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15 Feb

Children Exposed to ADHD Meds During Pregnancy Are Not at Increased Risk for Neurodevelopmental Disorders, Study Finds

Taking ADHD medication during pregnancy does not raise the odds of ADHD, autism, or other neurodevelopmental disorders in children, according to researchers.

Health News Results - 638

New Clues to What Might Drive Tinnitus

Tinnitus, or "ringing in the ears," affects up to 1 in every 10 people and can be disabling for some.

Now, scientists at the Massachusetts Ear and Eye Infirmary believe they may have discovered a key cause of the condition: A degeneration of nerves crucial to hearing.

“We won’t be able to cure tinnitus until we fully understand the mechanisms underlying its genesis. This work is...

Brain Inflammation May Trigger Alzheimer's-Linked Anger, Anxiety

Alzheimer’s patients are notoriously irritable, agitated and anxious – and researchers now think they know why.

Brain inflammation appears to influence the mood problems of Alzheimer’s patients, rather than traditional markers of the disease like amyloid beta or tau proteins, researchers report in the Nov. 27 issue of the journal

  • Dennis Thompson HealthDay Reporter
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  • November 29, 2023
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  • Could a 'Brain Coach' Help Folks at Higher Risk for Alzheimer's?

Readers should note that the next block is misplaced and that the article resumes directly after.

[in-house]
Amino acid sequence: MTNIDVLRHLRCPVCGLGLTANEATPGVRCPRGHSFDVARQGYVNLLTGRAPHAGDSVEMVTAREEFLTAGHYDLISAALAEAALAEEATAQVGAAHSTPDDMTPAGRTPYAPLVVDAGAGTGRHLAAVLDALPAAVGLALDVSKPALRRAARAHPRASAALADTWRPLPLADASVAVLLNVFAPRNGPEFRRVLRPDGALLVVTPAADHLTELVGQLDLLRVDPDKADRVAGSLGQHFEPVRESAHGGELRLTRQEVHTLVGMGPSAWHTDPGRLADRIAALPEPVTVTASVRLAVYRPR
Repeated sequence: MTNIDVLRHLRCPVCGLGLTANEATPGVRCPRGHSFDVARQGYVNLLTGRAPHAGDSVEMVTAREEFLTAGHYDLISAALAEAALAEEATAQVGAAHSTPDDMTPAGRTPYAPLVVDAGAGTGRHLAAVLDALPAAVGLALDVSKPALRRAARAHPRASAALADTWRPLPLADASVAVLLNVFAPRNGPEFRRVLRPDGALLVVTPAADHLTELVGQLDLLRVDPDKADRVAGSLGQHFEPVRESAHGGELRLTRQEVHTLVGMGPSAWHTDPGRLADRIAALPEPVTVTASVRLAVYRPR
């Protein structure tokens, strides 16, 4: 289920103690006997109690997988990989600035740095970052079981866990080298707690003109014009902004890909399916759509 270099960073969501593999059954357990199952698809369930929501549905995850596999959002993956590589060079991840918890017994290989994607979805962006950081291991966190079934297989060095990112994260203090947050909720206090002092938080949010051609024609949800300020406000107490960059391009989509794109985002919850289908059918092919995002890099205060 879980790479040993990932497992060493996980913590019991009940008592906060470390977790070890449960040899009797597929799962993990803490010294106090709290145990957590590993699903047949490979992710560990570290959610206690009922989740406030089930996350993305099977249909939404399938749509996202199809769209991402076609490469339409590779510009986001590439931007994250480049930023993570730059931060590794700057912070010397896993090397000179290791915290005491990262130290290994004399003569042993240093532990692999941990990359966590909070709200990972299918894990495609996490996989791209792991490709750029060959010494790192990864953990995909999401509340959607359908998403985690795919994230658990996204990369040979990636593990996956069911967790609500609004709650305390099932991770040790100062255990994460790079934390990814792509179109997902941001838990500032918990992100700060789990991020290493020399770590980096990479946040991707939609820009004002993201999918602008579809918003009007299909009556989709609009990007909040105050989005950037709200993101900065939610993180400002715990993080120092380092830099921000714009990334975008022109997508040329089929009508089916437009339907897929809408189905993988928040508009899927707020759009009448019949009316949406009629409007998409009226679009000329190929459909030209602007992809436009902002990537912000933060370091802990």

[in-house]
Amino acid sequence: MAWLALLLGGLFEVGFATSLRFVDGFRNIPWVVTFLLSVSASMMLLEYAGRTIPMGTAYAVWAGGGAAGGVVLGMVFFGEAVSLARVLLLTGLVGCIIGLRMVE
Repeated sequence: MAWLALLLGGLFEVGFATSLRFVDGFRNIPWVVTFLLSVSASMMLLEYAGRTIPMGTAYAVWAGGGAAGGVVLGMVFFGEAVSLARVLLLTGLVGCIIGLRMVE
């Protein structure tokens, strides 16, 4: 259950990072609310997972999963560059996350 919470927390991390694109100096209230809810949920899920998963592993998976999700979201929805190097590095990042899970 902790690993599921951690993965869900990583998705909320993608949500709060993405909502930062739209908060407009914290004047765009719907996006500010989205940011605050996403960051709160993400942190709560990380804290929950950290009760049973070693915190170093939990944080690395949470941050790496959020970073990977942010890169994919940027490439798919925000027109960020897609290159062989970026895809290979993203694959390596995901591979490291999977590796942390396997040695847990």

Personal trainers can help people increase their strength and their fitness.

    Could a “brain coach” be just as useful in preventing Alzheimer’s’ disease?

    A new study suggests that personalized health and lifestyle changes can delay or even prevent memory loss for older adults at high risk of Alzheimer’s or dementia.

    People who received personal coaching experienced a ...

    Solving the Mystery of Why Red Wine Gives Some Folks Headaches

    Countless corks will pop and wine will flow freely during the upcoming holiday season, but some people will pay a price for even the slightest bit of revelry.

    For those unlucky folks, drinking red wine even in small amounts causes a headache, typically within 30 minutes to three hours after imbibing just a small glass.

    But researchers now think they’ve cracked the mystery of why s...

    Teens With Multiple Concussions Face Higher Risk of Suicidal Thoughts

    TUESDAY, Nov. 21, 2023 (HealthDay News) — A year after suffering a concussion, teens, especially boys, are more likely than their peers to think about, plan and even attempt suicide, new research finds.

    With more concussions, the risk grows. 

    Teen boys who reported two or more concussions in the past year were two times more likely to report a suicide attempt than those who h...

    One Part of Your Brain Could Point to the Mind's Decline

    Shrinkage of one of the brain's key memory centers appears to herald thinking declines, a new study finds.

    The region in question is the hippocampus, a two-sided structure located roughly above each ear and embedded deep within the brain's temporal lobe. It's long been known to play a crucial role in the storage and transference of short- and long-term memory.

    The new research was ...

    Low-fat Diets Battle Fatigue for Folks With MS